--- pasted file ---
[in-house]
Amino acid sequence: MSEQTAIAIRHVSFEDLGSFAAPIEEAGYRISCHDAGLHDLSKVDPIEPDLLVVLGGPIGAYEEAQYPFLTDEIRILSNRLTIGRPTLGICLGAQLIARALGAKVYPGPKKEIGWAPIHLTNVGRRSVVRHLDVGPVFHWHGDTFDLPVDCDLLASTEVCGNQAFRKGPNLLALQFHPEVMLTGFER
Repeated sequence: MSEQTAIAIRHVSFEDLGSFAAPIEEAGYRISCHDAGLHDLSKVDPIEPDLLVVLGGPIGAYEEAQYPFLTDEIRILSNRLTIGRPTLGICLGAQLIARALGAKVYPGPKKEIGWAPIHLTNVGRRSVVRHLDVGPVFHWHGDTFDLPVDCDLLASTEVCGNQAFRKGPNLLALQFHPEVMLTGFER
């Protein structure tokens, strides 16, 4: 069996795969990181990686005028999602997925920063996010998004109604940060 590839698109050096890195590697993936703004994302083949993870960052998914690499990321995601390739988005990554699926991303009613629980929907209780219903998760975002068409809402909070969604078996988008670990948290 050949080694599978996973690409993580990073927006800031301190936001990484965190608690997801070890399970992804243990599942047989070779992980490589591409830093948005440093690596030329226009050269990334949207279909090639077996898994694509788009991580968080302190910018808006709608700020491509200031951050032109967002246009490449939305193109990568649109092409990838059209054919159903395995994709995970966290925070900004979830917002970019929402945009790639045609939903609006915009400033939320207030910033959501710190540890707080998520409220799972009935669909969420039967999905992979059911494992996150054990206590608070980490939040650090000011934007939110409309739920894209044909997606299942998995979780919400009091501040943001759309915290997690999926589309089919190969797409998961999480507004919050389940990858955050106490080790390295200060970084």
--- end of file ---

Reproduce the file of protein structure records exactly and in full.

[in-house]
Amino acid sequence: MSEQTAIAIRHVSFEDLGSFAAPIEEAGYRISCHDAGLHDLSKVDPIEPDLLVVLGGPIGAYEEAQYPFLTDEIRILSNRLTIGRPTLGICLGAQLIARALGAKVYPGPKKEIGWAPIHLTNVGRRSVVRHLDVGPVFHWHGDTFDLPVDCDLLASTEVCGNQAFRKGPNLLALQFHPEVMLTGFER
Repeated sequence: MSEQTAIAIRHVSFEDLGSFAAPIEEAGYRISCHDAGLHDLSKVDPIEPDLLVVLGGPIGAYEEAQYPFLTDEIRILSNRLTIGRPTLGICLGAQLIARALGAKVYPGPKKEIGWAPIHLTNVGRRSVVRHLDVGPVFHWHGDTFDLPVDCDLLASTEVCGNQAFRKGPNLLALQFHPEVMLTGFER
């Protein structure tokens, strides 16, 4: 069996795969990181990686005028999602997925920063996010998004109604940060 590839698109050096890195590697993936703004994302083949993870960052998914690499990321995601390739988005990554699926991303009613629980929907209780219903998760975002068409809402909070969604078996988008670990948290 050949080694599978996973690409993580990073927006800031301190936001990484965190608690997801070890399970992804243990599942047989070779992980490589591409830093948005440093690596030329226009050269990334949207279909090639077996898994694509788009991580968080302190910018808006709608700020491509200031951050032109967002246009490449939305193109990568649109092409990838059209054919159903395995994709995970966290925070900004979830917002970019929402945009790639045609939903609006915009400033939320207030910033959501710190540890707080998520409220799972009935669909969420039967999905992979059911494992996150054990206590608070980490939040650090000011934007939110409309739920894209044909997606299942998995979780919400009091501040943001759309915290997690999926589309089919190969797409998961999480507004919050389940990858955050106490080790390295200060970084």